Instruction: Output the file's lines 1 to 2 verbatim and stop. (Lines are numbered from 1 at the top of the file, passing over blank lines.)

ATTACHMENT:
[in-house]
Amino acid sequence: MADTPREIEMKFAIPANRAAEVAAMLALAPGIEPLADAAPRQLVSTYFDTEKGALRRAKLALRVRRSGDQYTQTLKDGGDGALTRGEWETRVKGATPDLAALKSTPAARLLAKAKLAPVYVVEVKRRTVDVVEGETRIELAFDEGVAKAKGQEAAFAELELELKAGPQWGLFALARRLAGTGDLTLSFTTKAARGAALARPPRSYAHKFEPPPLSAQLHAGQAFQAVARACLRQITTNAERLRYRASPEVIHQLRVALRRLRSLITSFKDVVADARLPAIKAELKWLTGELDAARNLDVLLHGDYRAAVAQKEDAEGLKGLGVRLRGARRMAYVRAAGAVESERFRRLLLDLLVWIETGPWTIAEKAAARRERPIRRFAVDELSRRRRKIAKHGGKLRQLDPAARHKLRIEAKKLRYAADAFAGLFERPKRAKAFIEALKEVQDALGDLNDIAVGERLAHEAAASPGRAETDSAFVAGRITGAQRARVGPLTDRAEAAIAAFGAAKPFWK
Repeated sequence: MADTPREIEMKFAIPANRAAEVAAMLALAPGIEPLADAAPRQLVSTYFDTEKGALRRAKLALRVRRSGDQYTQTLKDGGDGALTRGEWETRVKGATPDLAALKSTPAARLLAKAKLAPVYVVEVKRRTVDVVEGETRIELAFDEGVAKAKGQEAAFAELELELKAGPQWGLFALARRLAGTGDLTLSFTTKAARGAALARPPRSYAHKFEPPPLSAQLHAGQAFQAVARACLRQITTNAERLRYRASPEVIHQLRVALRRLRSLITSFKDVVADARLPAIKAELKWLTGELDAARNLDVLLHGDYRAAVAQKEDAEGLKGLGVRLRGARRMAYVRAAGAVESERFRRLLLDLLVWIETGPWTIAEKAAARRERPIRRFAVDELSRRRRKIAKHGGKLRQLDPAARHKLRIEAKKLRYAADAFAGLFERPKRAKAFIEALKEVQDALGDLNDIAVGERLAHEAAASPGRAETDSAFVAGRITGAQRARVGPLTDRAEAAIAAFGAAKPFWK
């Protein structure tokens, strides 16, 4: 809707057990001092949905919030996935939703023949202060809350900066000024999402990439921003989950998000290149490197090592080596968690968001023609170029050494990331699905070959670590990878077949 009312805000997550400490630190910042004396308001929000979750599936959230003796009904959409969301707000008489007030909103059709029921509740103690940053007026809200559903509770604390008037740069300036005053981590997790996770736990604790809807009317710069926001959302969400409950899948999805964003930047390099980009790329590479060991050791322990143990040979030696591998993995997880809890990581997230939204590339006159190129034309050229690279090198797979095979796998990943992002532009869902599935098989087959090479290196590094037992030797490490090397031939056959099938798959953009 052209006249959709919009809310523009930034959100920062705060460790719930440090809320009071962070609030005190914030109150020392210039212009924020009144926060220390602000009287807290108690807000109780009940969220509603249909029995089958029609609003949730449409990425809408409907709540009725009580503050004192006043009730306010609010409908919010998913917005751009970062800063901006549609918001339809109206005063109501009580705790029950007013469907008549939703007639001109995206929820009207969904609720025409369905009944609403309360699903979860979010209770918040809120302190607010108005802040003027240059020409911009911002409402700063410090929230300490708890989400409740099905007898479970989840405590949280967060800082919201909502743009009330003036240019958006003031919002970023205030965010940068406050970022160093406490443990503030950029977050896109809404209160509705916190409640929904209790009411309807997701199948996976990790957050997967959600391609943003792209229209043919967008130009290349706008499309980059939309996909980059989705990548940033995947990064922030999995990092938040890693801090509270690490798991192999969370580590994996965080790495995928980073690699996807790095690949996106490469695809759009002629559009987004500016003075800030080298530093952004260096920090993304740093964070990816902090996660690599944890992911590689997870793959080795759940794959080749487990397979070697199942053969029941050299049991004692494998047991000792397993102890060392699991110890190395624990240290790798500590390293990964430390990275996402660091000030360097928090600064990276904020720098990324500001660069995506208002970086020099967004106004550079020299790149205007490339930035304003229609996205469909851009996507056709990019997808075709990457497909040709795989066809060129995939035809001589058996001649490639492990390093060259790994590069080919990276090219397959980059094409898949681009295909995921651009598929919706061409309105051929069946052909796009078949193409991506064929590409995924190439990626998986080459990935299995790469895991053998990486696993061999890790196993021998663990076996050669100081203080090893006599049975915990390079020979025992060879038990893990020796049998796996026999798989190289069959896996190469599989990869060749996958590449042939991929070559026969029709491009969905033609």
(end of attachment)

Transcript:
[in-house]
Amino acid sequence: MADTPREIEMKFAIPANRAAEVAAMLALAPGIEPLADAAPRQLVSTYFDTEKGALRRAKLALRVRRSGDQYTQTLKDGGDGALTRGEWETRVKGATPDLAALKSTPAARLLAKAKLAPVYVVEVKRRTVDVVEGETRIELAFDEGVAKAKGQEAAFAELELELKAGPQWGLFALARRLAGTGDLTLSFTTKAARGAALARPPRSYAHKFEPPPLSAQLHAGQAFQAVARACLRQITTNAERLRYRASPEVIHQLRVALRRLRSLITSFKDVVADARLPAIKAELKWLTGELDAARNLDVLLHGDYRAAVAQKEDAEGLKGLGVRLRGARRMAYVRAAGAVESERFRRLLLDLLVWIETGPWTIAEKAAARRERPIRRFAVDELSRRRRKIAKHGGKLRQLDPAARHKLRIEAKKLRYAADAFAGLFERPKRAKAFIEALKEVQDALGDLNDIAVGERLAHEAAASPGRAETDSAFVAGRITGAQRARVGPLTDRAEAAIAAFGAAKPFWK